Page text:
Personal air vehicles are a vision of aviation’s future popularized in the early 1960s when George Jetson packed his family and dog into his famous clear-domed car and, at the push of a button, took to the skies over Orbit City. After decades of less-than-successful plans and prototypes, companies like the MIT spin-off Terrafugia are making this vision a reality by offering vehicles that can both fly through the air and drive down the road. To fly these vehicles, one must be a certified pilot, thus limiting the population that can benefit from this innovative concept.

John Langford

Transition, an airplane that doubles as a car, is an example of a Personal Air Vehicle that could benefi t from advanced human/computer interaction. Now in preproduction, its designers conceived of the vehicle while they were AeroAstro grad students. (Terrafugia photo)

The MERS group has demonstrated in simulation the concept of an autonomous personal air vehicle, called PT, in which passengers interact with the vehicle in the same manner that they interact today with a taxi driver. To interact with PT, passengers speak their goals and constraints; for example, “PT, I would like to go to Hanscom Field now, and we need to arrive by 4:30. Oh, and we’d like to fly over Yarmouth, if that’s possible. The Constitution is sailing today.” PT checks the weather, plans a safe route, and identifies alternative landing sites, in case an emergency landing is required. In the event that the passenger’s goals can no longer be achieved, PT presents alternatives. PT might say, “A thunderstorm has appeared along the route to Hanscom. I would like to re-route to avoid the thunderstorm. This will not provide enough time to fly over Yarmouth and still arrive at Hanscom by 4:30. Would you like to arrive later, at 5, or skip flying over Yarmouth?” In the future, PT will be able to reason about user preference, and will be able to ask the user probing questions that will help her identify the best options.

CummingsMary “Missy” Cummings is an associate professor in the MIT Aeronautics and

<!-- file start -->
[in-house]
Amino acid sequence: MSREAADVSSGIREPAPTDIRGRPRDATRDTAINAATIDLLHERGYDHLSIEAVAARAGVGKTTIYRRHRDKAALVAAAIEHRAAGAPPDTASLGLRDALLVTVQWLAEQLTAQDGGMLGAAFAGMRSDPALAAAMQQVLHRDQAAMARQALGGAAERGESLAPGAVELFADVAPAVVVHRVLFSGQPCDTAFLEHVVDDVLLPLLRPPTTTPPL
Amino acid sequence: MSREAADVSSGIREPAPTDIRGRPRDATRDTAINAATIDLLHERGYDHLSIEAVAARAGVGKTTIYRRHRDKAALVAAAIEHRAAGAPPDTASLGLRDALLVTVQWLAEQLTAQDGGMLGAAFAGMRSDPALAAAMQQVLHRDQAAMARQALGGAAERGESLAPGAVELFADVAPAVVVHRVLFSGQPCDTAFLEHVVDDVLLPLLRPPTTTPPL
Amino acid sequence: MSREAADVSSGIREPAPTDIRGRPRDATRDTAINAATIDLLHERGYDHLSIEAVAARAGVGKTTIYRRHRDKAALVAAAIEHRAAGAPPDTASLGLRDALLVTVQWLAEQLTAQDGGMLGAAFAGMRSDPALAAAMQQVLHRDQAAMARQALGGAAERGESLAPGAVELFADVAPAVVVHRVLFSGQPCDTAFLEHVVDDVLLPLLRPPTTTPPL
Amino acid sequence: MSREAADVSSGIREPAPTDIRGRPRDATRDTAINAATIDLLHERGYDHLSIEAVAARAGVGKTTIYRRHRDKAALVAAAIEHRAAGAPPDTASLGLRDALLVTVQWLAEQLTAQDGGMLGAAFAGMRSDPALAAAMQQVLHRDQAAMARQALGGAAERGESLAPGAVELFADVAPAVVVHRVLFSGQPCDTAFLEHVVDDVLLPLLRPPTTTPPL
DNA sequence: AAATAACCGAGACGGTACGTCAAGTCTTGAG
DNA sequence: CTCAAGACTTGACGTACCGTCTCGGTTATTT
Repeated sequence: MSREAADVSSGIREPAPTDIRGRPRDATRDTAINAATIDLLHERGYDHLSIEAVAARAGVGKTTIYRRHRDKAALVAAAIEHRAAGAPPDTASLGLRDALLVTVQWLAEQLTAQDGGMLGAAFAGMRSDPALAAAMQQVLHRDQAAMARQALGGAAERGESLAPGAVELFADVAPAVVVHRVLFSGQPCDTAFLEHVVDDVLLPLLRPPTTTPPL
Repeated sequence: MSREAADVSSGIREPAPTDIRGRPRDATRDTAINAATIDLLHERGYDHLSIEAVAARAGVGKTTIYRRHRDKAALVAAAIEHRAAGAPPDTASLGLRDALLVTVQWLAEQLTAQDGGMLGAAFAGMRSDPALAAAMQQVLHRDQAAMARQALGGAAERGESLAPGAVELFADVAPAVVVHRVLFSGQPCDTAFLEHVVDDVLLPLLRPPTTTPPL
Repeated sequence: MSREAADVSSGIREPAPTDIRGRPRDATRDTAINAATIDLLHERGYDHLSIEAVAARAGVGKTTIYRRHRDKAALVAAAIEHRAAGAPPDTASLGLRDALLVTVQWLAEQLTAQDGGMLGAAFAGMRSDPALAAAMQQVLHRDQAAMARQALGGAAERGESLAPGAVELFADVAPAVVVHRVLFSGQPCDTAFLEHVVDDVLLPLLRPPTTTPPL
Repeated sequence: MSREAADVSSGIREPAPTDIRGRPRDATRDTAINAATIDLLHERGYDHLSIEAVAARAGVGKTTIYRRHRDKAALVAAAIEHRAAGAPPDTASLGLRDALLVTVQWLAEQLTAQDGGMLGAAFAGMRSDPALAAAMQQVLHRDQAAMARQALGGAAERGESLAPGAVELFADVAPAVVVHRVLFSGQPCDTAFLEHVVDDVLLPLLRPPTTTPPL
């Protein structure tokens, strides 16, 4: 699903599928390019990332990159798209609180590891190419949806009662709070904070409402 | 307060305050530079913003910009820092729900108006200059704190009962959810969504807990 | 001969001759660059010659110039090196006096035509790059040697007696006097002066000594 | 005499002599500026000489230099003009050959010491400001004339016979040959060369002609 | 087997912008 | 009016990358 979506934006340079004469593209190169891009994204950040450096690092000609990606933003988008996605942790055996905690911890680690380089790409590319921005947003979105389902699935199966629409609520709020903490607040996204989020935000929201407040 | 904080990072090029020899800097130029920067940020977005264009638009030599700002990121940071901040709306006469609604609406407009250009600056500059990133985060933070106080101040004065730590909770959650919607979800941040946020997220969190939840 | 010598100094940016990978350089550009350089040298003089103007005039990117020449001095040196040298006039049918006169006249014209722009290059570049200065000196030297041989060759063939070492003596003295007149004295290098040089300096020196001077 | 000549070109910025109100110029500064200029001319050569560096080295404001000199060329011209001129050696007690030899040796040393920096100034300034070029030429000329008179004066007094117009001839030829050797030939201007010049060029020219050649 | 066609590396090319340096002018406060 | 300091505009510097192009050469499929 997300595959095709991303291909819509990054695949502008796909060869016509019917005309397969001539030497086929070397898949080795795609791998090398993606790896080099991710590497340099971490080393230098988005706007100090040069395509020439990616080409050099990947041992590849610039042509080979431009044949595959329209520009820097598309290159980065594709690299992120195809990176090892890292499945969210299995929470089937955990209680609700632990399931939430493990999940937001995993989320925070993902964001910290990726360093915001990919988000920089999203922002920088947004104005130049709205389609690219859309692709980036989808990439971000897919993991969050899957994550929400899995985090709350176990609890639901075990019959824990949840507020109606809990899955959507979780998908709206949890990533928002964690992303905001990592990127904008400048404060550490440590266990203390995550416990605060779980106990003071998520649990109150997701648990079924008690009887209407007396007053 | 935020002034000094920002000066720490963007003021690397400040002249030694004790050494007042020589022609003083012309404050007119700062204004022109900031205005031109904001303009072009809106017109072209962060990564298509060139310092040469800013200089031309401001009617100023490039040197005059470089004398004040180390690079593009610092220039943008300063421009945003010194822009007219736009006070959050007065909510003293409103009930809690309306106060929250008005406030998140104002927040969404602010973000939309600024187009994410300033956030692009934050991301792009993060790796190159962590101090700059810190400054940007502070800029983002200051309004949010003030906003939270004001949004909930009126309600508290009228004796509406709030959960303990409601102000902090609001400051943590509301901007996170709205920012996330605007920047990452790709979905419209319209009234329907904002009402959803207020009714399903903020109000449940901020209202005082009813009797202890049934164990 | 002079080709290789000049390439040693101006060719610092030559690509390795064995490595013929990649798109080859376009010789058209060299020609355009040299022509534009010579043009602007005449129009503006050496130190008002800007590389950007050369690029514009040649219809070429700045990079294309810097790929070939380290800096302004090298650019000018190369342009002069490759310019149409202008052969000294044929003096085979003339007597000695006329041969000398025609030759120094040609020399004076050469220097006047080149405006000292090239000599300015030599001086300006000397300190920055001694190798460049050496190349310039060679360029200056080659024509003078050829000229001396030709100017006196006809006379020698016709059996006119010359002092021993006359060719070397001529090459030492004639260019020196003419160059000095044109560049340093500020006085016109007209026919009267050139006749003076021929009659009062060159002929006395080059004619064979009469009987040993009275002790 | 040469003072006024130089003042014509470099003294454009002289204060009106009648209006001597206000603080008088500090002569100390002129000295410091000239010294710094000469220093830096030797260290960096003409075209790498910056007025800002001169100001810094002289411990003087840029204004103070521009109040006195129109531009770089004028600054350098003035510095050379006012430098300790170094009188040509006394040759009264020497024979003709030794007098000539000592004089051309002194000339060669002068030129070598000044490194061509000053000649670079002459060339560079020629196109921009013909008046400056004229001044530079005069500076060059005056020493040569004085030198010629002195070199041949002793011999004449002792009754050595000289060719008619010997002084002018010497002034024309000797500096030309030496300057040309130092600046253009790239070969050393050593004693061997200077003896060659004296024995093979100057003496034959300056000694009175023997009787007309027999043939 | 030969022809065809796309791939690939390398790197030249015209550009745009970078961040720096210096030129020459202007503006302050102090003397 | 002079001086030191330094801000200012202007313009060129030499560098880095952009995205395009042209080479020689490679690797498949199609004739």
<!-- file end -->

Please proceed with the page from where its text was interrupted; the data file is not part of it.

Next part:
Astronautics Department. She is the director of the Humans and Automation Lab. Her research interests are human supervisory control, human-unmanned vehicle interaction, bounded collaborative human-computer decision-making, decision support, information complexity in displays, and the ethical and social impact of technology. Missy Cummings may be reached at

HowJonathan P. How is the MIT Richard Cockburn Maclaurin Professor of Aeronautics and Astronautics. Prior to joining the MIT faculty in 2000, he was an assistant professor in the Department of Aeronautics and Astronautics at Stanford University. Research interests in the design and implementation of distributed robust planning algorithms to coordinate multiple autonomous air/ground/space vehicles in dynamic uncertain environments. Jon How may be reached at

Youssef MarzoukBrian Williams is a professor and the undergraduate officer in the MIT Aeronautics
and Astronautics Department where he leads the Model-based Embedded and Robotic Systems group. His research interests include space and aerial robotics, cognitive robotics, automated reasoning and artifi cial intelligence, automation for operations and design, hybrid control systems, robot coordination, and energy management. Brian Williams may be reached at